Thursday, January 27, 2005

From the archive

Badger Herald, Feb. 2, 2000, p6

UW problem: Midwest v. East Coast
By R. [I expunged the author's name. -KRB]
Guest editorial

I walked into my English class last week only to find myself greatly disturbed by a fellow classmate's assertion directed towards my content of character. Undeniably, I may have appeared somewhat groggy. I had a long, never-ending weekend. Before class, I grabbed a cup of coffee in order to ease my tired body and mind. Because I could not understand what this peer of mine was saying and asked him to repeat himself, I was ridiculed for being "one of those." I desired some sort of explanation as to what exactly "one of those" meant. His reply: "A snob ... well, what's wrong, did Daddy cut off your funds for the week?" Need I remind you I told him I was from New York the previous Friday. In response, my classmate said he could tell by the way I dressed.

He attributed his opinion of me due to my black jacket, my bag and what he referred to as tight jeans. Ironically enough, this guy wears more labels than I do. Not a day goes by when he doesn't wear an Abercrombie label or his Ralph Lauren hat. In any case, I played his game. My only defense was to call him a hick, even though I don't hold such an opinion of him in reality. I found it being my only defense, and the only way to show him that just as I had no right to judge him, he had no right to judge me.

Currently a junior at UW, I have learned to accept that this campus is blatantly divided between the Midwest and East Coast. It is by no means something this establishment should be proud of. However, because stereotypes continuously linger between the two opposing forces, change in the near future is looking increasingly grim. My hope is that other people apart from myself would like this stereotyping to change.

As a Long Island native, I will not deny being exposed to a high degree of materialistic nonsense from my hometown suburb. I dealt with all the idiosyncratic baloney then, and kept my mouth sealed. Upon arrival here, I lived in the Towers. It was recommended to me by my fellow constitutes that this dorm was the ideal living situation for my freshman year. As in high school, I was surrounded by the same nonsense. However, I made my friends. I adapted just fine and by no means regret my decision, and here is why: I find that nine times out of 10, I am required to actually prove myself as being a true individual before rightfully accepted by Midwestern peers. Had I lived in the public dorms, I undoubtedly would have experienced even more nonsense. This is the typical scenario: I walk into a bar, library or apartment. I am introduced, or rather I introduce myself to a Midwestern native. Undoubtedly, I will receive second looks for my attire and physical features such as my dark brown hair and eyes. Subsequently, I am asked as to where I am from. As always, I will reply "New York" with a prepared explanation that, "I really am nice, and I am not that bad." It is almost as if I am trying to win over the person's approval. The best is when I receive the line, "Wow, you have totally changed my view of New York!"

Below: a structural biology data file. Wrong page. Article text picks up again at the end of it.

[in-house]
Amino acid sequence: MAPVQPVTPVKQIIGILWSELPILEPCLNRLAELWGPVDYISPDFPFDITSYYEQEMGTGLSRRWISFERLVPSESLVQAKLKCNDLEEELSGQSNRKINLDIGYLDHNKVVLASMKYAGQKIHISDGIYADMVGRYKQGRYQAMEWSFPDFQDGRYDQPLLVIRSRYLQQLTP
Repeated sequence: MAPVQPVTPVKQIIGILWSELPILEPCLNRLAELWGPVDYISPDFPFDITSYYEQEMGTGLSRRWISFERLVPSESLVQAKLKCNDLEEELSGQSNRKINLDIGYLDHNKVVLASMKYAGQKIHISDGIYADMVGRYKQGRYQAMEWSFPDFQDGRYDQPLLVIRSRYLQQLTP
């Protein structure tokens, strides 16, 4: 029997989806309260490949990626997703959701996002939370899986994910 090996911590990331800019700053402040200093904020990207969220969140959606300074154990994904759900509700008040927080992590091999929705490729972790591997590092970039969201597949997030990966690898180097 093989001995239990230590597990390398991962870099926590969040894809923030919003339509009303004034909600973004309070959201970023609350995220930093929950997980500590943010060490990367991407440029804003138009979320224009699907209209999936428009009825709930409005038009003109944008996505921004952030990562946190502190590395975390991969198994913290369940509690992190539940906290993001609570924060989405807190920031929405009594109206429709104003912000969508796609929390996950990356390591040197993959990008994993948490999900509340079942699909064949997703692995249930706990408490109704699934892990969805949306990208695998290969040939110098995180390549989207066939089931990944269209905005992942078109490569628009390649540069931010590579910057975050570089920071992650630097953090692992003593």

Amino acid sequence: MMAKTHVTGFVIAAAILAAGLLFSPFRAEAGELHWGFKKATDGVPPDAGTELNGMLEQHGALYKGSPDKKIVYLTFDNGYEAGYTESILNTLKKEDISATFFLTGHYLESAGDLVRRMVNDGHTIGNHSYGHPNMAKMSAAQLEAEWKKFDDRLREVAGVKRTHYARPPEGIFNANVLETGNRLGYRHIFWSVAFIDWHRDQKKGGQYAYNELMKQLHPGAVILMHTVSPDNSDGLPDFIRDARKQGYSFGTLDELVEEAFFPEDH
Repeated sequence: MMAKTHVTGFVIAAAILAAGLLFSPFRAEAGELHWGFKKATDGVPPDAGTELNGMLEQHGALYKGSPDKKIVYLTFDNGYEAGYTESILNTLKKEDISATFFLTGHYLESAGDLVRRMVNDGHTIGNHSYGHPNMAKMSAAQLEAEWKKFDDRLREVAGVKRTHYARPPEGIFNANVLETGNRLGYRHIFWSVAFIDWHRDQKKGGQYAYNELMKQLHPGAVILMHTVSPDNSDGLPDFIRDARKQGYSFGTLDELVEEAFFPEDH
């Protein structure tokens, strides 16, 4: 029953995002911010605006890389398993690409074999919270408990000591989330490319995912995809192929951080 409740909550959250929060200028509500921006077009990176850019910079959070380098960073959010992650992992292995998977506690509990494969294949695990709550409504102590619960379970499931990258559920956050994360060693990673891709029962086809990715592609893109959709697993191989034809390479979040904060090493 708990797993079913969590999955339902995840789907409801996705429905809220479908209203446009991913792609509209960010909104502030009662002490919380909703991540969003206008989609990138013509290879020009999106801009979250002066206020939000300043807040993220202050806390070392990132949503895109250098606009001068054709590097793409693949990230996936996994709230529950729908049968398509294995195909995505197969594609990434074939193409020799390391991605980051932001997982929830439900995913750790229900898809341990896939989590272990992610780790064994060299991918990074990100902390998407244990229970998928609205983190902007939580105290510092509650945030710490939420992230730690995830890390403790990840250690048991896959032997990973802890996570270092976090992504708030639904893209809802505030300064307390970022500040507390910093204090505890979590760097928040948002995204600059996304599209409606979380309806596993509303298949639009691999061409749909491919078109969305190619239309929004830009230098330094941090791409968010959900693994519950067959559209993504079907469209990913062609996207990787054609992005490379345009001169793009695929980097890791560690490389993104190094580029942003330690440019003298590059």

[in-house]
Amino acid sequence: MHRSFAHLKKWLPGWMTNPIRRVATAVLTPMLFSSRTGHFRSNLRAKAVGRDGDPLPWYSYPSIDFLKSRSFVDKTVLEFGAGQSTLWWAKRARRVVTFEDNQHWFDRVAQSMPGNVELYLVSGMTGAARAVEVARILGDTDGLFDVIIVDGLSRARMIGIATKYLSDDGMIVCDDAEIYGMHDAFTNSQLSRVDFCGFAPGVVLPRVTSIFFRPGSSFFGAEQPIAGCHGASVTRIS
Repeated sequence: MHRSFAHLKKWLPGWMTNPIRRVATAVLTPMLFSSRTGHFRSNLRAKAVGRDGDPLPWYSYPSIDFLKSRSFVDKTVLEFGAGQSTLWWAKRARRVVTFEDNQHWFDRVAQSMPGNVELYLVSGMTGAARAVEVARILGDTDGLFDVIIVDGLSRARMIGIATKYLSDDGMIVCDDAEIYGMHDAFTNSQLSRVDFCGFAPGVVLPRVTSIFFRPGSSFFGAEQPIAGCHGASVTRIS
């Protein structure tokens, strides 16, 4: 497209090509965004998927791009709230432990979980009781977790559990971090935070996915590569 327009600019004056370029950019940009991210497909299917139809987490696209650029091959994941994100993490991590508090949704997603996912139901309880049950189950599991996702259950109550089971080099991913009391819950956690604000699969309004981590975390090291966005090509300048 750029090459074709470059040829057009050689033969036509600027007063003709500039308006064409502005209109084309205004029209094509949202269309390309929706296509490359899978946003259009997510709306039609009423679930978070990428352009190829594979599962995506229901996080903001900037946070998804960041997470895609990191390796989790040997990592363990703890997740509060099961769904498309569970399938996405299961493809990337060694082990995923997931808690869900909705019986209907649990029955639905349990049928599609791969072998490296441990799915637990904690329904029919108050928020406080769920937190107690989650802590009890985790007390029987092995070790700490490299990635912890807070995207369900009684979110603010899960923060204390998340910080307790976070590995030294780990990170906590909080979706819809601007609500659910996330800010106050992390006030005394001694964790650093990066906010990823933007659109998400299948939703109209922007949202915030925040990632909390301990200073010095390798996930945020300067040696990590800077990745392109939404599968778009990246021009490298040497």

I would be lying if I denied the fact that such a response did not elicit some sort of positive emotion from within my heart and soul. However, this effect has greatly waned since my freshman year. I am no longer seeking to gain approval from the Midwestern crowd. If you give me a chance, you will see that I am not out to judge you. One of my best friends on this campus is from Milwaukee, and I would not trade my friendship for anything. We undoubtedly have our differences. She lived in a public dorm freshman year, and I lived in a private dorm. She has light features, whereas I have dark. I always go to bars in my black pants, whereas she is content in a pair of blue jeans. However, we follow the same realm of thought.

Stereotypes on this campus exist for a reason. Some East and West coasters express bitterness toward Wisconsin natives. For these people, I profoundly apologize. I can greatly comprehend why some Midwesterners may refuse visitation to my home state. However, the point here is that not every single person from these areas fits the qualifications as being "one of those." There may be a reason that such stereotypes against "coasters" exist, but I have even met people from Wisconsin--yes, Wisconsin--who are just as bad, or worse.

With all of this in mind, it is rather unfair to consistently judge and label your peers based on their state of origin. I know that everyone on this campus cannot get along, but would it kill you to try?

R. is a junior majoring in communication arts. She may hail from New York, but she really is nice.

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